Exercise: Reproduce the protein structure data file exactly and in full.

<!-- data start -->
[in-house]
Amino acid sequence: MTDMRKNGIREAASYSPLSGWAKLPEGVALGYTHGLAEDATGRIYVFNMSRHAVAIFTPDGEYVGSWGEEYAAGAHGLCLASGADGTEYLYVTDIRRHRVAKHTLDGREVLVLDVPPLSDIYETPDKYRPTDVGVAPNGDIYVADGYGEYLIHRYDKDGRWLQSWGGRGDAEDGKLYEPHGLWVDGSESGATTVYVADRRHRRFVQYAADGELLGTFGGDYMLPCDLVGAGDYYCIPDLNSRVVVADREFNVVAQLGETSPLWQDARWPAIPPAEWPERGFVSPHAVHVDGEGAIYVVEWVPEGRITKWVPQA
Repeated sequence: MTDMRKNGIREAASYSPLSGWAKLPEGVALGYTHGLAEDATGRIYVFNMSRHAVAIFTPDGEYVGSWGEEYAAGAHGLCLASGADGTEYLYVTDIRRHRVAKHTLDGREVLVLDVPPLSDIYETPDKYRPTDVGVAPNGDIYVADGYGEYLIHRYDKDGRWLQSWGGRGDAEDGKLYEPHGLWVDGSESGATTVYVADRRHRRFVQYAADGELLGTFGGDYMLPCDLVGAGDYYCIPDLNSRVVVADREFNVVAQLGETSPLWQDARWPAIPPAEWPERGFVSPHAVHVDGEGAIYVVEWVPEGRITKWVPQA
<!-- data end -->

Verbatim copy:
[in-house]
Amino acid sequence: MTDMRKNGIREAASYSPLSGWAKLPEGVALGYTHGLAEDATGRIYVFNMSRHAVAIFTPDGEYVGSWGEEYAAGAHGLCLASGADGTEYLYVTDIRRHRVAKHTLDGREVLVLDVPPLSDIYETPDKYRPTDVGVAPNGDIYVADGYGEYLIHRYDKDGRWLQSWGGRGDAEDGKLYEPHGLWVDGSESGATTVYVADRRHRRFVQYAADGELLGTFGGDYMLPCDLVGAGDYYCIPDLNSRVVVADREFNVVAQLGETSPLWQDARWPAIPPAEWPERGFVSPHAVHVDGEGAIYVVEWVPEGRITKWVPQA
Repeated sequence: MTDMRKNGIREAASYSPLSGWAKLPEGVALGYTHGLAEDATGRIYVFNMSRHAVAIFTPDGEYVGSWGEEYAAGAHGLCLASGADGTEYLYVTDIRRHRVAKHTLDGREVLVLDVPPLSDIYETPDKYRPTDVGVAPNGDIYVADGYGEYLIHRYDKDGRWLQSWGGRGDAEDGKLYEPHGLWVDGSESGATTVYVADRRHRRFVQYAADGELLGTFGGDYMLPCDLVGAGDYYCIPDLNSRVVVADREFNVVAQLGETSPLWQDARWPAIPPAEWPERGFVSPHAVHVDGEGAIYVVEWVPEGRITKWVPQA